Nebraska Nuclear Plant Emergency

Fort Calhoun Nuclear Power Station surrounded by flood waters from the Missouri River, June 14, 2011.

The Fort Calhoun Nuclear Power Station is located on the west bank of the Missouri River, 20 miles north of Omaha, in Nebraska. The power plant is owned and operated by the Omaha Public Power District.

A flood assessment performed by the Nuclear Regulatory Commission in 2010 indicated that the Station “did not have adequate procedures to protect the intake structure and auxiliary building against external flooding events.”The assessment also indicated that the facility was not adequately prepared for a “worst-case” flooding scenario.

Reportedly, 9 days ago, on June 6, 2011, a Level-1 Emergency was declared at the Station because of the imminence of flooding from the Missouri River. The Missouri River is above flood stage and is expected to rise further and remain above flood stage for several weeks to a month.

A day later, on June 7, an electrical component in a switcher room in the nuclear power station caused a small fire with poisonous gases and Halon extinguisher activation, which forced a partial evacuation. The fire was no longer active when the fire brigade arrived and according to officials, the public was never in any danger, however in response, the Nuclear Regulatory Commission declared an alert, which is a level 2 incident.

On June 8,  it was reported that the fire resulted in the loss of cooling for the reactor’s spent fuel pool. Any of loss of coolant in a nuclear plant risks a meltdown — a serious event because of the potential for release of radioactive material into the environment.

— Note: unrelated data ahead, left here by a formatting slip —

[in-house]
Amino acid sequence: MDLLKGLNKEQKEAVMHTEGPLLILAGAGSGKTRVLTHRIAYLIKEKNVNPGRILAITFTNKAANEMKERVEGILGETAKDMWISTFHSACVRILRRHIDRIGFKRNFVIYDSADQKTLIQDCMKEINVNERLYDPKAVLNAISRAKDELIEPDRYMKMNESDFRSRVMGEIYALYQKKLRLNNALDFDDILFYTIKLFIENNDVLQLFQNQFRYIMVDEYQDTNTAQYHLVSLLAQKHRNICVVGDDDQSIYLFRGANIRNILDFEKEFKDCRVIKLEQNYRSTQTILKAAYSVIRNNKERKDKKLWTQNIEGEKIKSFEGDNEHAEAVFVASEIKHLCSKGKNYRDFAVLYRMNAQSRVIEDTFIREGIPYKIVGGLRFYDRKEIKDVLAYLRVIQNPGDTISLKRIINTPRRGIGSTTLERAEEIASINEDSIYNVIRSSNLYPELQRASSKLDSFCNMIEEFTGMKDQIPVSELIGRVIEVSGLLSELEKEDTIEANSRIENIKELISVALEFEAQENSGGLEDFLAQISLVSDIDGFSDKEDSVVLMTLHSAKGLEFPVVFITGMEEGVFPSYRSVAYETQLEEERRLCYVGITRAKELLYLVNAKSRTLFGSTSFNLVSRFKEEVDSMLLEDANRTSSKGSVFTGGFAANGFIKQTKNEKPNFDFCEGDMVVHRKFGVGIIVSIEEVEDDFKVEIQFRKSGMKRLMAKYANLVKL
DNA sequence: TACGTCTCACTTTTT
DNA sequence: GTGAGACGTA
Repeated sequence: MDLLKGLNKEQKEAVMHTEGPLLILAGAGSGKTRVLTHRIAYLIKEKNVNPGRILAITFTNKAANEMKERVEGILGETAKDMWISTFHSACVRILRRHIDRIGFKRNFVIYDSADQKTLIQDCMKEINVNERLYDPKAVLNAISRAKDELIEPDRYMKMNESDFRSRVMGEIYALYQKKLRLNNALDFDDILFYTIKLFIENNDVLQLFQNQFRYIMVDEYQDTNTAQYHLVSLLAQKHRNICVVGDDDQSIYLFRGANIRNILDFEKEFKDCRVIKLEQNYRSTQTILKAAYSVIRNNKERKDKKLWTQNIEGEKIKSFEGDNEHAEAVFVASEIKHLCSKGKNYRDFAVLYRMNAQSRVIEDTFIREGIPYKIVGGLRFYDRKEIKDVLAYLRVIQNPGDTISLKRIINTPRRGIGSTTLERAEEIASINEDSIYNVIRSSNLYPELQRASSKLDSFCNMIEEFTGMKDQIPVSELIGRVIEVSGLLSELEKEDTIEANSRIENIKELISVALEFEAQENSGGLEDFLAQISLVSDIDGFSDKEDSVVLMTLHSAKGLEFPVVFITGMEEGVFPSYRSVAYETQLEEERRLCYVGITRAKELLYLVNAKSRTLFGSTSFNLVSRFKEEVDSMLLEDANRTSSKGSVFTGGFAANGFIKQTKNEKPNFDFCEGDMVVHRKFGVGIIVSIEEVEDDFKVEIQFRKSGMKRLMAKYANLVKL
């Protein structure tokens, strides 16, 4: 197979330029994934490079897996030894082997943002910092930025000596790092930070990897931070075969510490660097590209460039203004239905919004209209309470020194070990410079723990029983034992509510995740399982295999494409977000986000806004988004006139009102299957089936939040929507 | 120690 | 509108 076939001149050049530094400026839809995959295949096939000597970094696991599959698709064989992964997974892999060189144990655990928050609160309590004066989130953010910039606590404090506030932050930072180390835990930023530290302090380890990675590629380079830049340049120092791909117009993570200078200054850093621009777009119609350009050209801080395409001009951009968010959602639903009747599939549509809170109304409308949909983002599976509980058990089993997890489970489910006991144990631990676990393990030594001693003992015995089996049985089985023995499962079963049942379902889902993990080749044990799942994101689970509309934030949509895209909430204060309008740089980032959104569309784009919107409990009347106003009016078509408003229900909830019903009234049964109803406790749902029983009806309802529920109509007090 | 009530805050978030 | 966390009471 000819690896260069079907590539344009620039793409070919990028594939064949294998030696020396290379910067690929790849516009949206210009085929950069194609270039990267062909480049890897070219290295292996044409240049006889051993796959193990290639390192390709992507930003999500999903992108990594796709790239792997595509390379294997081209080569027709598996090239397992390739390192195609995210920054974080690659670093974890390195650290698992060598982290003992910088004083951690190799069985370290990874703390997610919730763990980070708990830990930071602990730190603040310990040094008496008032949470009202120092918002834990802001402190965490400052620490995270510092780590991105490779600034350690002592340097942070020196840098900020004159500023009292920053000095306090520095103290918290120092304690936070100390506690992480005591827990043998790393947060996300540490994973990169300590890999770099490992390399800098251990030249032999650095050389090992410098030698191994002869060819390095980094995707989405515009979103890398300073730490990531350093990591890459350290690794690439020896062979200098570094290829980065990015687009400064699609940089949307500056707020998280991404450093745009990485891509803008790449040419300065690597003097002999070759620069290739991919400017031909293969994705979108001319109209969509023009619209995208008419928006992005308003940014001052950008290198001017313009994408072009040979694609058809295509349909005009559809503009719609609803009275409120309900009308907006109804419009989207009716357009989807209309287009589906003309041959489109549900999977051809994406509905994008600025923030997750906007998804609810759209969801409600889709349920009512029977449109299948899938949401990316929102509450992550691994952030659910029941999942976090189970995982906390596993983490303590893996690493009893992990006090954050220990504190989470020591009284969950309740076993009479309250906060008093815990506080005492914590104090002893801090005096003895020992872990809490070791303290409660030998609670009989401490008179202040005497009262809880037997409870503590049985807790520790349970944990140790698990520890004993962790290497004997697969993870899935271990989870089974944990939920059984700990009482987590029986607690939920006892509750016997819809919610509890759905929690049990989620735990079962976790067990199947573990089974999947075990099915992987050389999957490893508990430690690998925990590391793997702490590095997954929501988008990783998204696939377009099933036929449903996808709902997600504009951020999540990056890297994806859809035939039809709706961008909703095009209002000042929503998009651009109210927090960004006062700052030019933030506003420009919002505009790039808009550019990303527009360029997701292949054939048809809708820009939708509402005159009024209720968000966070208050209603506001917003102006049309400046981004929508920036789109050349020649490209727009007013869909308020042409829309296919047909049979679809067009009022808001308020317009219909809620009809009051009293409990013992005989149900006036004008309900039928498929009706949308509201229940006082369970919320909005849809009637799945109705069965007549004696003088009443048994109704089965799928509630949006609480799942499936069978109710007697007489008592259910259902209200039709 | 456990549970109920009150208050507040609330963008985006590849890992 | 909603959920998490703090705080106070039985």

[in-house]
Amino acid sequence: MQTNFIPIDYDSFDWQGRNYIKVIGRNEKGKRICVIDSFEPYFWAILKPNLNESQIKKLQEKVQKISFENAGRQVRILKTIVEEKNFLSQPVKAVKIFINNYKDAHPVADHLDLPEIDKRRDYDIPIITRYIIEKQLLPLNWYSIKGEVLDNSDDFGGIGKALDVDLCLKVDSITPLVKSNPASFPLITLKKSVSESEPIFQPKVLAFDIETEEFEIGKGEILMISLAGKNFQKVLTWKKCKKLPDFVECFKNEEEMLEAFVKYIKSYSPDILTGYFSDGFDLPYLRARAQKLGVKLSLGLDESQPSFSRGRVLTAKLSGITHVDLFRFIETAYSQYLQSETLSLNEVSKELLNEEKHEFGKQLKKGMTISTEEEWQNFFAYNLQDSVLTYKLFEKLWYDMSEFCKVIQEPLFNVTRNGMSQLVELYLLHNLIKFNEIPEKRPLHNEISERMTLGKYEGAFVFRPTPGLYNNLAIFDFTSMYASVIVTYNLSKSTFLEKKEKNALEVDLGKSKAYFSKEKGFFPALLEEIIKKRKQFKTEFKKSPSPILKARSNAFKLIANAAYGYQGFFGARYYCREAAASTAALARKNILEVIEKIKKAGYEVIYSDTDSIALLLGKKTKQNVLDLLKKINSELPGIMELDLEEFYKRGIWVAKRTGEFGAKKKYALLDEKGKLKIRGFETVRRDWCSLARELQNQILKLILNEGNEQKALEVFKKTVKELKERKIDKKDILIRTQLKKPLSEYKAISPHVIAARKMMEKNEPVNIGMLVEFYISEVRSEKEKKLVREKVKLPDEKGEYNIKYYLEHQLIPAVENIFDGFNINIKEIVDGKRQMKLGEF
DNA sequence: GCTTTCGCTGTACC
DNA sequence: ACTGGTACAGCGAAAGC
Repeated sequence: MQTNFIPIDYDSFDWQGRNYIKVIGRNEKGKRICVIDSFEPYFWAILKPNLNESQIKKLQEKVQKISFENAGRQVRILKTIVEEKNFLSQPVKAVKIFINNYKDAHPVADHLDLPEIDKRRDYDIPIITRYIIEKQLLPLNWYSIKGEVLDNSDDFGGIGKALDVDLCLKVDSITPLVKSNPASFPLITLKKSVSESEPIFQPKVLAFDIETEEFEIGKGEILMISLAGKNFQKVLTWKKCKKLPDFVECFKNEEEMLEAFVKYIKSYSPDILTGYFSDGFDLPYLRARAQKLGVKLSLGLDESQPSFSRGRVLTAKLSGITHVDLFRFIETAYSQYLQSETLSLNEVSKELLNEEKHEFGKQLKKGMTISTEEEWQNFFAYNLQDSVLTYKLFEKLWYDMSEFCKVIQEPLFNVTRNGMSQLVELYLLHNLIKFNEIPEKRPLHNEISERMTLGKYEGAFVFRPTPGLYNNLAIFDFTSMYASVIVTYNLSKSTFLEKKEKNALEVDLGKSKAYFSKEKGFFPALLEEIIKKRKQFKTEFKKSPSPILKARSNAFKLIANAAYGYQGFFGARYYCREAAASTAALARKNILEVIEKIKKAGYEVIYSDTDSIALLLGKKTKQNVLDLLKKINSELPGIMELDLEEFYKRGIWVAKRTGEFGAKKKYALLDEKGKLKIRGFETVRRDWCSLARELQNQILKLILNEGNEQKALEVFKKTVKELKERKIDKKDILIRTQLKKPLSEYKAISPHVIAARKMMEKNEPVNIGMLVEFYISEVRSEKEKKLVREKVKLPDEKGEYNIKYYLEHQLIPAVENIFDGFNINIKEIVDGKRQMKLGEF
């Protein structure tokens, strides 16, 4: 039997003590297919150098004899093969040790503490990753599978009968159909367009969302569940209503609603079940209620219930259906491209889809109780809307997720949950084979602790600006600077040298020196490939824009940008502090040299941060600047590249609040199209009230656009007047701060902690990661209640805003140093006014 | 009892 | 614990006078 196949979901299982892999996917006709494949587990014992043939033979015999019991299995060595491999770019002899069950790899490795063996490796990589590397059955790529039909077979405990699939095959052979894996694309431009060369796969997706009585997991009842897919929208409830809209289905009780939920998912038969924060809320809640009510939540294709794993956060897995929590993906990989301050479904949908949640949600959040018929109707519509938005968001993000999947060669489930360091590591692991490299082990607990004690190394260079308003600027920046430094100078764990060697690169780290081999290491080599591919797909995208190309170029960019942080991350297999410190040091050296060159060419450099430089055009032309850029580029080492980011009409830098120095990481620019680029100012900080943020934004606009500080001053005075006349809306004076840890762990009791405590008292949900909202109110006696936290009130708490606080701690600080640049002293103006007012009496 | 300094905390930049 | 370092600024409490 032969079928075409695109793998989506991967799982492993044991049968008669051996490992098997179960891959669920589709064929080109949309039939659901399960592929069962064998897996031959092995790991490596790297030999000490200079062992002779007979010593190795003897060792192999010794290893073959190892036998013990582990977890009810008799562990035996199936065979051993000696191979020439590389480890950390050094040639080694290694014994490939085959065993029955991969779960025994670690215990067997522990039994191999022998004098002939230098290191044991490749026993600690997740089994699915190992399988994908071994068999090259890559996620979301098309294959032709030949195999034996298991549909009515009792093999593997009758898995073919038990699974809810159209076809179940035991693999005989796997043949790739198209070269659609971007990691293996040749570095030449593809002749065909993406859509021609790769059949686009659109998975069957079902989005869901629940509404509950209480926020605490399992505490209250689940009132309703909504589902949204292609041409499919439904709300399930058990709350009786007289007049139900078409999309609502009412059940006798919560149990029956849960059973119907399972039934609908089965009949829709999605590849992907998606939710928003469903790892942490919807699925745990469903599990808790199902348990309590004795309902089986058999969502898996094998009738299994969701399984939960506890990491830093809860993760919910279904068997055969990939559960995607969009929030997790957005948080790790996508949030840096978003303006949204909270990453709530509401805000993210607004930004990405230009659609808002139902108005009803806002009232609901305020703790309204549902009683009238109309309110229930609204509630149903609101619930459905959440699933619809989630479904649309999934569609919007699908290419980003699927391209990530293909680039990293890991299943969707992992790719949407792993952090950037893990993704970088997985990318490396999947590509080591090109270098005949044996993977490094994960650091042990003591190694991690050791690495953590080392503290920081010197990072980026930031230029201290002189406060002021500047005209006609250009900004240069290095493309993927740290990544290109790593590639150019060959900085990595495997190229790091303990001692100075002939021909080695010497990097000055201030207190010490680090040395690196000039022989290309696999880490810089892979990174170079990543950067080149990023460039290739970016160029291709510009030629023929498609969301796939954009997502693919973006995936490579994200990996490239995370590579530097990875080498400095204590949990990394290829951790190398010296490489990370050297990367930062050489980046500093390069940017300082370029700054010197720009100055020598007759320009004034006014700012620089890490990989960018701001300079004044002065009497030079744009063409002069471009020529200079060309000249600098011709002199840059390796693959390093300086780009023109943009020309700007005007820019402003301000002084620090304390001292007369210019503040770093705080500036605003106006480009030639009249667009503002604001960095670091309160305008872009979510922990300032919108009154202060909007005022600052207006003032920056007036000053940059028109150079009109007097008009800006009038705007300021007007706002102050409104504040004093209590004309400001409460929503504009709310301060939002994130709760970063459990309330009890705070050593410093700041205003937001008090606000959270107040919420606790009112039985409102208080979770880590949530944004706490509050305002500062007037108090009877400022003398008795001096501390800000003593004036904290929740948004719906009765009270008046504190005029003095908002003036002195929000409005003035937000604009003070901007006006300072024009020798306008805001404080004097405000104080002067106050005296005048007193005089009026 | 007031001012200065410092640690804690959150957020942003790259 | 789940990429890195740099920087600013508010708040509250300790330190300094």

That day, at the Fort Calhoun plant, a pump used to recirculate coolant water through the spent fuel pool was offline for an hour. But we are told that backup equipment wasn’t needed because the pump was restored long before the estimated time to boiling temperature of 88,3 hours. [Source: Wikipedia]

Despite that, the plant’s been shut down.

Here’s Arnie Gundersen, a nuclear engineer talking about what happened at Ft. Calhoun. Gundersen is chief engineer of energy consulting company Fairewinds Associates and a former nuclear power industry executive who had served as an expert witness in the investigation of the Three Mile Island accident.




H/t beloved fellow Joseph.

For an Update of this, go here.


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lowtechgrannie lowtechgrannie

Eowyn, thanks for the in-depth information on this. We need to monitor this story very closely.

lowtechgrannie lowtechgrannie